June 19, 2022
Amy and Jeremy’s Arts and Letter’s Club wedding in Toronto was a truly beautiful and memorable experience! The ceremony and reception took place in the Great Hall and the portraits were taken indoors, all over the property.
This is the perfect venue for those looking for a Tudor-style venue with classic cathedral ceilings and gothic stained glass windows. Couples who decide to get married here can also take advantage of exquisite catering (the food was incredible BTW!), beverage and staffing needs. With the many frames and bold colours, I also felt this venue had a very Wes Anderson feel – which I obviously loved!
Amy and Jeremy both got ready at The Arts and Letter’s Club in Toronto in different rooms. They reserved their first look for the ceremony. They both had exquisite details for me to photograph, including pendants gifted to them by friends, florals made by a flower school Amy’s mother attends and of course the rings!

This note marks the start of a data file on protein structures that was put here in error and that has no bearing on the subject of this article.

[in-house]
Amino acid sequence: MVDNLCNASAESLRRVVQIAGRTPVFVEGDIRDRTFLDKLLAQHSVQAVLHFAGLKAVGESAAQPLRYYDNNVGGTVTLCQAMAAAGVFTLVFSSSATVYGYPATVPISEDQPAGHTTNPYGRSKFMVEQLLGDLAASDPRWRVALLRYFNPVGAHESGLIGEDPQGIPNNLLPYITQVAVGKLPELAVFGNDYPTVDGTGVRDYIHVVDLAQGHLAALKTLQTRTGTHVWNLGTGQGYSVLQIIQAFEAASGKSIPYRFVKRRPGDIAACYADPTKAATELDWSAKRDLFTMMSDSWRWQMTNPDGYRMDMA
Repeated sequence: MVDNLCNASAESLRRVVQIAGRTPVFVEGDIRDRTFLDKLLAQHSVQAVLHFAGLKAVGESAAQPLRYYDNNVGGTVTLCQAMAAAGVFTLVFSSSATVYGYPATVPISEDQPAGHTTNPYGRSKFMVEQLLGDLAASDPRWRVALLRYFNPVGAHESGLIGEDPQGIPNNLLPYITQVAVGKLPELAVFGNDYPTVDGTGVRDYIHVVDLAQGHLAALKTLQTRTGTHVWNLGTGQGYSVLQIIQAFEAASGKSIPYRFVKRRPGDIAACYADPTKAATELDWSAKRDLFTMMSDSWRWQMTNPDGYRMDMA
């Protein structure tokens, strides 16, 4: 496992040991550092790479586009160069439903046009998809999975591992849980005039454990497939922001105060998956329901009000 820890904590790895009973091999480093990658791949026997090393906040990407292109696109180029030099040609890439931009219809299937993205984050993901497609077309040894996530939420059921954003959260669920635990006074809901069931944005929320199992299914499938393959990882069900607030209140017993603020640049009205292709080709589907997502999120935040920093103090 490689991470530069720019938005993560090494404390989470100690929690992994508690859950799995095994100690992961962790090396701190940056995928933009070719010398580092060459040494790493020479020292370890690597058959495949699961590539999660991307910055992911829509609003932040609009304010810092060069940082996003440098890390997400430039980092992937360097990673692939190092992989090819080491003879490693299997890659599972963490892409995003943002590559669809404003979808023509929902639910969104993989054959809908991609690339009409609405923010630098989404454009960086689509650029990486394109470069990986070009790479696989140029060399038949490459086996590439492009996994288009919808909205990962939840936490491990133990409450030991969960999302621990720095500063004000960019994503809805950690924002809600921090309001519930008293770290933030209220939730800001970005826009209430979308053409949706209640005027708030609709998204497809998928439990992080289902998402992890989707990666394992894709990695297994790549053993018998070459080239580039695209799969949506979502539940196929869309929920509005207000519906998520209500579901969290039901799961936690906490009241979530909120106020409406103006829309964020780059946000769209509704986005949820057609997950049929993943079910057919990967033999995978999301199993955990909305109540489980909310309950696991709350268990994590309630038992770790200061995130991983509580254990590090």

As a backdrop for their details, I used a books from the bookshelf that matched their wedding colour palette!
Believe it or not, these photos of the happy couple were taken in an elevator! It made for such a cool and interesting location to take photographs, and the reflections from the mirrors made the space feel even more magical.
It’s showtime! The ceremony took place in The Arts and Letters Club Great Hall and it was absolutely stunning.
After the ceremony, The Great Hall was converted into a reception space! This space is 36′ x 37′ in size and can accommodate up to 110 people.
A big thank you to Amy and Jeremy for allowing me to photograph their special day! If you’re still in search of a wedding photographer and would like to learn more about what it’s like to work with me, please visit my Wedding Experience Page.
If you are still searching for vendors, check out my previous blogs!
©2022 Amanda Soriano | Site Credit Karima Creative
Amanda Soriano Photography is located within the traditional and treaty lands of the Mississaugas of the Credit. Known as Adoobiigok [A-doe-bee-goke], the “Place of the Alders” in Michi Saagiig [Mi-Chee Saw-Geeg] language."